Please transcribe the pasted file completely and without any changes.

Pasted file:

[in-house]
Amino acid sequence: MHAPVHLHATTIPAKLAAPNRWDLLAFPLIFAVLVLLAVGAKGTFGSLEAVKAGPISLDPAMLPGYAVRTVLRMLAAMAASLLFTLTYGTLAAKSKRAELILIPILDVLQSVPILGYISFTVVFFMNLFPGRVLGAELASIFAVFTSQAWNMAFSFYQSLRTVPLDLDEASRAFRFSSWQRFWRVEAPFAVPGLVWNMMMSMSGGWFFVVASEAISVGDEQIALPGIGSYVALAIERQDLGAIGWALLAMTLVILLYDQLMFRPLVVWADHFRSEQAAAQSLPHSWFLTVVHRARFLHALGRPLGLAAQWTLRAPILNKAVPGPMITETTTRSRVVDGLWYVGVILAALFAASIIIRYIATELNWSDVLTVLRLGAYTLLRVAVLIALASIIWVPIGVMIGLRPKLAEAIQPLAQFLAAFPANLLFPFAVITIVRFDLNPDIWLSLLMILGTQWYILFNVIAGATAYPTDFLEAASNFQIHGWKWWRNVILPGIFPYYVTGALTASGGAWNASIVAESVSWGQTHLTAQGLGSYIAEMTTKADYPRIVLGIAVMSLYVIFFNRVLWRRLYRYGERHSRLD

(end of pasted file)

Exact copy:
[in-house]
Amino acid sequence: MHAPVHLHATTIPAKLAAPNRWDLLAFPLIFAVLVLLAVGAKGTFGSLEAVKAGPISLDPAMLPGYAVRTVLRMLAAMAASLLFTLTYGTLAAKSKRAELILIPILDVLQSVPILGYISFTVVFFMNLFPGRVLGAELASIFAVFTSQAWNMAFSFYQSLRTVPLDLDEASRAFRFSSWQRFWRVEAPFAVPGLVWNMMMSMSGGWFFVVASEAISVGDEQIALPGIGSYVALAIERQDLGAIGWALLAMTLVILLYDQLMFRPLVVWADHFRSEQAAAQSLPHSWFLTVVHRARFLHALGRPLGLAAQWTLRAPILNKAVPGPMITETTTRSRVVDGLWYVGVILAALFAASIIIRYIATELNWSDVLTVLRLGAYTLLRVAVLIALASIIWVPIGVMIGLRPKLAEAIQPLAQFLAAFPANLLFPFAVITIVRFDLNPDIWLSLLMILGTQWYILFNVIAGATAYPTDFLEAASNFQIHGWKWWRNVILPGIFPYYVTGALTASGGAWNASIVAESVSWGQTHLTAQGLGSYIAEMTTKADYPRIVLGIAVMSLYVIFFNRVLWRRLYRYGERHSRLD